Wednesday, February 4, 2009

Flywheel system on the diesel Crane

I read an interesting article last week about saving energy by using a flywheel system.

The article stated “In large coastal shipping ports, thousands of diesel engines are operated within ships, trains, trucks, and cranes. Although these engines are the workhorses of the industry, their exhaust is a known pollutant that can cause cancer and other diseases. Around the vicinity of the ports of Los Angeles and Long Beach, California, in particular, the diesel exhaust is associated with 70% of pollution-related health problems; moreover, diseases caused by the port pollution are responsible for hundreds of deaths annually in this area.” (Flynn, 2008)

This article talked about how a flywheel system installed on a diesel operating crane can help the U.S. shipping port reduce the energy consumption and the diesel exhaust pollution.

The shipping ports around U.S. use this type of crane to pick up and lower the container onto a truck for delivery. As we can see from the picture below, the spreader goes down to pick up the container by using the hoist motor and the operating car moves the container above the truck. The crane then delivers the container on the truck for the final delivery. There is a lot of energy wasted in this process.

CEM (Center of Electromechanics at University of Texas designed a dual flywheel system that can capture this waste energy into something useful. They capture container’s kinetic energy (downward motion of the crane) to turn the flywheels and the flywheels can store this energy due to momentum. This stored energy in the flywheel system can be redistributed back into hoist motor for the next lift. This will greatly reduce the diesel consumption of the crane.

Flynn, M. M., McMullen, P., & Solis, O. (2008, November/December). Saving Energy

Using Flywheel. IEEE Industry Application Magazine, 69-76. Retrieved from

The result of the testing are in the table listed below. We can clearly see that with the flywheel system incorporated into the diesel gentry crane, all three categories (Fuel consumption, Nitrous oxides and Particulate emission) were reduced.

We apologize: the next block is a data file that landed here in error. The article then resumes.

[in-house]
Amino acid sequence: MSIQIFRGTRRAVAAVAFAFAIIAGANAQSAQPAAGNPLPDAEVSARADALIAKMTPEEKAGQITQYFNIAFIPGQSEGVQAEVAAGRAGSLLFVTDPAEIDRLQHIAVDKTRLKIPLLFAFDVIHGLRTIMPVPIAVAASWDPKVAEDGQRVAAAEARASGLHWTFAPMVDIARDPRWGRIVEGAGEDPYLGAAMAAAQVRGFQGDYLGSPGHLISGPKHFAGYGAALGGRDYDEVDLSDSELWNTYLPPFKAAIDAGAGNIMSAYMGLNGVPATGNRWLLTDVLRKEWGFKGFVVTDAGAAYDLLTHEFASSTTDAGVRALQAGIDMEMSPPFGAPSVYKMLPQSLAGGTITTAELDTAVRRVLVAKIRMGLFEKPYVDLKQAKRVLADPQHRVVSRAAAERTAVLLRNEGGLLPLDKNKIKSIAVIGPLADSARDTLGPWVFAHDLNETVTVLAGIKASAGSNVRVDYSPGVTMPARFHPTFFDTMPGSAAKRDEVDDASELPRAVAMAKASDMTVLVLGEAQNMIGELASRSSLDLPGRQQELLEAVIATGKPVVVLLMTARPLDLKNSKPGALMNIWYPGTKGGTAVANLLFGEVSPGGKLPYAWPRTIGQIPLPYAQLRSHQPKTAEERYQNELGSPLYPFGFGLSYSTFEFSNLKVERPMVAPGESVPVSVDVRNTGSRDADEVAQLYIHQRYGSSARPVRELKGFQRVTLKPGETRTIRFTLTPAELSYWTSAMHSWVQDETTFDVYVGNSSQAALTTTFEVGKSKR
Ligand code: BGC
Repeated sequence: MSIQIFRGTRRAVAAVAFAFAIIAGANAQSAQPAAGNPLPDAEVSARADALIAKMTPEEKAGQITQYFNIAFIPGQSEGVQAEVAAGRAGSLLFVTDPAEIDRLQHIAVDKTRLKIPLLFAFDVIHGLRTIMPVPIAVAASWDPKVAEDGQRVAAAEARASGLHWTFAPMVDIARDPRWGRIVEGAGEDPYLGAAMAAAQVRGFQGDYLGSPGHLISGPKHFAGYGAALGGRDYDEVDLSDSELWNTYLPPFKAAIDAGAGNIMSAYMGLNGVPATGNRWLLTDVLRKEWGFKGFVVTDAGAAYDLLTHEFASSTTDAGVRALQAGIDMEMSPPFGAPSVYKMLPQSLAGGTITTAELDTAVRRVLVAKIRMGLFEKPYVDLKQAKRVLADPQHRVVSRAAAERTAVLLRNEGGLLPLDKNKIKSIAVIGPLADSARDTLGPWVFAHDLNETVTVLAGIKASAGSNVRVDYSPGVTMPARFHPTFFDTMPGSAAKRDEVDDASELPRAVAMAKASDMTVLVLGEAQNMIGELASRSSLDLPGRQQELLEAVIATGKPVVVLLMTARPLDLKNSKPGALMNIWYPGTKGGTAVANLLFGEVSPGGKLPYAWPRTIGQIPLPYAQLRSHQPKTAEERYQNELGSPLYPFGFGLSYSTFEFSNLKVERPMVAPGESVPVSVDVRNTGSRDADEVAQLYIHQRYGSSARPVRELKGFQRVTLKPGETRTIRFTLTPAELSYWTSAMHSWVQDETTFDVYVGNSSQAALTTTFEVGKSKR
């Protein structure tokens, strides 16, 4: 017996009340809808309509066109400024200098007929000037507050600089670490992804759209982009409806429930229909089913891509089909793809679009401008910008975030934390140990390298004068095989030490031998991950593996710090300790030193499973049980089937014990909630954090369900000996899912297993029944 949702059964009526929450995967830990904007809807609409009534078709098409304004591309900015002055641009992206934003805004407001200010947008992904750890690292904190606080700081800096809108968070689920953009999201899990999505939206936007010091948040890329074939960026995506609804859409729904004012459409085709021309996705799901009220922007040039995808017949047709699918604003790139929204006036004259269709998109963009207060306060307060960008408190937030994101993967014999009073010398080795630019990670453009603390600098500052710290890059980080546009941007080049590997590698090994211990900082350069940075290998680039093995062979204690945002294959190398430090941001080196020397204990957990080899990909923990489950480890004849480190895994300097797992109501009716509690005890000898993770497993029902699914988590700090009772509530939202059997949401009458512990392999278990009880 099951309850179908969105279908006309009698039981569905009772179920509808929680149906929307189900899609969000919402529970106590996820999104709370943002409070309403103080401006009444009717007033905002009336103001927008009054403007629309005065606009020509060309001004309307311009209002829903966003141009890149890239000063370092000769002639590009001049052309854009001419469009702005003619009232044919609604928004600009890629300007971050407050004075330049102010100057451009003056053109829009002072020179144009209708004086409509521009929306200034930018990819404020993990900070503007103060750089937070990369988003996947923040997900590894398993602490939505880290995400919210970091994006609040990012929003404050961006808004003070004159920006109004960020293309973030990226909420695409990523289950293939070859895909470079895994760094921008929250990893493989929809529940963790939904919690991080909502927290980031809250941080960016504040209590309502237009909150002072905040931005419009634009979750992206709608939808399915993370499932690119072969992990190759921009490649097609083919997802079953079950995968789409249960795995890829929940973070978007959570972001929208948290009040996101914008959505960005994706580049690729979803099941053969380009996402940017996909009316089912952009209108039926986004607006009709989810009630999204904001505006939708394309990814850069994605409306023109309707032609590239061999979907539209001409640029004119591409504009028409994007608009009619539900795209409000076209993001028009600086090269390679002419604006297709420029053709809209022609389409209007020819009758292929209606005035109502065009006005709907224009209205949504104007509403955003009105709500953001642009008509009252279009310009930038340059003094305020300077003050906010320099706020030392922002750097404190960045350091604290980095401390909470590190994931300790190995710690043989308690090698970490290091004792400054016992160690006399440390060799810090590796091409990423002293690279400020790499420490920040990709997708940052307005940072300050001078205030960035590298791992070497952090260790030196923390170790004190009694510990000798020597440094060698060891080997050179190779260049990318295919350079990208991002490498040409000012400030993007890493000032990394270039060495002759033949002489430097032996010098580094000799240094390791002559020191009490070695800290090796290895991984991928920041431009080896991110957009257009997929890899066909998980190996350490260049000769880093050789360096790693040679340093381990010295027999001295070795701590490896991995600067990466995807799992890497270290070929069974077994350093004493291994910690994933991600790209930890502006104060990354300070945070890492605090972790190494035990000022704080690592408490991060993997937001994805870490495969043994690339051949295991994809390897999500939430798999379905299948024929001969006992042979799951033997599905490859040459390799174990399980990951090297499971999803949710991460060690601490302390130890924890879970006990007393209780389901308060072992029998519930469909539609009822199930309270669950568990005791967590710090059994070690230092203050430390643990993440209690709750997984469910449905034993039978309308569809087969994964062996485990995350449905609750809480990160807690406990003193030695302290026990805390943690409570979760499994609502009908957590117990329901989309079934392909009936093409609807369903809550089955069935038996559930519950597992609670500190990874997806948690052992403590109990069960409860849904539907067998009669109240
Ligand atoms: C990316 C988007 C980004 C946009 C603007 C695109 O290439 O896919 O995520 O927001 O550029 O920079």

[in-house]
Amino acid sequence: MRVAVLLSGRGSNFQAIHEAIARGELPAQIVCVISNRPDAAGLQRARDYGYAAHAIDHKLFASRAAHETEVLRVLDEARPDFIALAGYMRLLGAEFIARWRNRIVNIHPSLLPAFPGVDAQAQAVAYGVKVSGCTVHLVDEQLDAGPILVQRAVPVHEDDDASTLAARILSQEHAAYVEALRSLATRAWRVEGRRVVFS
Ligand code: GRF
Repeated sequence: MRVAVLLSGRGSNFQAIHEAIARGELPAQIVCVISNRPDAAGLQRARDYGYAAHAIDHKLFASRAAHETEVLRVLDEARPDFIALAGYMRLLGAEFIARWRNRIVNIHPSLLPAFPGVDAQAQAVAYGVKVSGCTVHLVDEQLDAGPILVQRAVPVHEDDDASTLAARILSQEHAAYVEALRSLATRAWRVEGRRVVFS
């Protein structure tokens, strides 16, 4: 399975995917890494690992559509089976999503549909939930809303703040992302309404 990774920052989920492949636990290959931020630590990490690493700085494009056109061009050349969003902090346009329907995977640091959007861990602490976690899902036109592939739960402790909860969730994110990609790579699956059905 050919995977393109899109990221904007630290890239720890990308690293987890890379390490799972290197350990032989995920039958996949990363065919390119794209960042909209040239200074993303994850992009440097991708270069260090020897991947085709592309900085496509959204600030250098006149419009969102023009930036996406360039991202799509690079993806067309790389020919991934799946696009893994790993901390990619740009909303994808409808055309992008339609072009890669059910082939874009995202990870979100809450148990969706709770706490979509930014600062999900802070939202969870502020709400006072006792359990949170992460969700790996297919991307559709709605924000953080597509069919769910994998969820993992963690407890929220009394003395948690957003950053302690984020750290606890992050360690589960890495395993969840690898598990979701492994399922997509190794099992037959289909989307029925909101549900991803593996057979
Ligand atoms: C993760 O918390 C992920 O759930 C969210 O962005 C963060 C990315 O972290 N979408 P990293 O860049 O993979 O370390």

Flynn, M. M., McMullen, P., & Solis, O. (2008, November/December). Saving Energy

Using Flywheel. IEEE Industry Application Magazine, 69-76. Retrieved from

(What do you need to know about energy, 2008)

We have seen this pie chart above from Dr. Webber’s lecture slides. If we combine industrial, commercial and residential together, we will see that these 3 sectors consumed almost 72% of our energy. I believe that we should target our energy policy from both end of the spectrum. Not only we need to have new research and development of sustainable energy but we also have to find a way to make our current process more efficient. That is why the above article caught my eye. A penny saved, is a penny earned…..It is not all about make more energy and consume more, but how to use efficiently.

1 comment:

Rohit said...

I would say a very effective, even though not a novel idea. I believe this kind of energy saving is the first step towards wiser energy policies and consumption behavior. Such optimizations should be rewarded and mandated for all other similar venues.
To highlight a similar process of saving energy - I did a project with an energy efficiency company during fall. When I asked their chief of operations about the most obvious energy savings that they were able to achieve his response was amazing. He told us about a client in a location where the parking area used to be covered with ice during 3 months in a year. This client had installed equipment to heat the whole floor of their parking area so that there're no accidents with people slipping on ice. The big blunder was that this heating system used to run for the whole year; including peak summer months. Nobody ever thought of switching it off when winters were over.
Implementing steps to conserve energy must become a way of life and we all should look for creative ways of achieving it.